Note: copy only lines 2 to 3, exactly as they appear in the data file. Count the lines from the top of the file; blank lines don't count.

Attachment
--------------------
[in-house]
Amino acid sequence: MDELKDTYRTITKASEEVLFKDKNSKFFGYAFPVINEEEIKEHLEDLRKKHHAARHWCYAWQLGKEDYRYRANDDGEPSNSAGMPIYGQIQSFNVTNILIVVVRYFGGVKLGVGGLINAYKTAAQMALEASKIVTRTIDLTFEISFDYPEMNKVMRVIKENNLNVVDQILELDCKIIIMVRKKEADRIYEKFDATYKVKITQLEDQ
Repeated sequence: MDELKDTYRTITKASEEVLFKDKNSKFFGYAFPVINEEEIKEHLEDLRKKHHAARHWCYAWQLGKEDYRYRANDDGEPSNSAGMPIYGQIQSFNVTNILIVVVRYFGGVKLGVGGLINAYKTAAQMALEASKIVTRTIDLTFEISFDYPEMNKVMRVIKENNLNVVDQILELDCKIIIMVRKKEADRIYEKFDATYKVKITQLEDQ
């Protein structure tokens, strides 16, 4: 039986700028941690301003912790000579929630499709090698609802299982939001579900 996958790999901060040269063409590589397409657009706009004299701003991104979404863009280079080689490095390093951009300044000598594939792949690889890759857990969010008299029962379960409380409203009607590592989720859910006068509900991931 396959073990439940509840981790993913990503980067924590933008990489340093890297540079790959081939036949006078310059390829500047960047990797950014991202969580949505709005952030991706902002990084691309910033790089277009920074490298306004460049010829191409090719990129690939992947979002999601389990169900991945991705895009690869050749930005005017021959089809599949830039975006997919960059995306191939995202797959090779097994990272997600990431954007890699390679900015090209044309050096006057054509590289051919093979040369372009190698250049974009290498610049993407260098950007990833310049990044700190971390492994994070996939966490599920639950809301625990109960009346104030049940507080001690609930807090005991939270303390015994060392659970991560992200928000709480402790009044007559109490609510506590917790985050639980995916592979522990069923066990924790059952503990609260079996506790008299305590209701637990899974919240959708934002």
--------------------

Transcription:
Amino acid sequence: MDELKDTYRTITKASEEVLFKDKNSKFFGYAFPVINEEEIKEHLEDLRKKHHAARHWCYAWQLGKEDYRYRANDDGEPSNSAGMPIYGQIQSFNVTNILIVVVRYFGGVKLGVGGLINAYKTAAQMALEASKIVTRTIDLTFEISFDYPEMNKVMRVIKENNLNVVDQILELDCKIIIMVRKKEADRIYEKFDATYKVKITQLEDQ
Repeated sequence: MDELKDTYRTITKASEEVLFKDKNSKFFGYAFPVINEEEIKEHLEDLRKKHHAARHWCYAWQLGKEDYRYRANDDGEPSNSAGMPIYGQIQSFNVTNILIVVVRYFGGVKLGVGGLINAYKTAAQMALEASKIVTRTIDLTFEISFDYPEMNKVMRVIKENNLNVVDQILELDCKIIIMVRKKEADRIYEKFDATYKVKITQLEDQ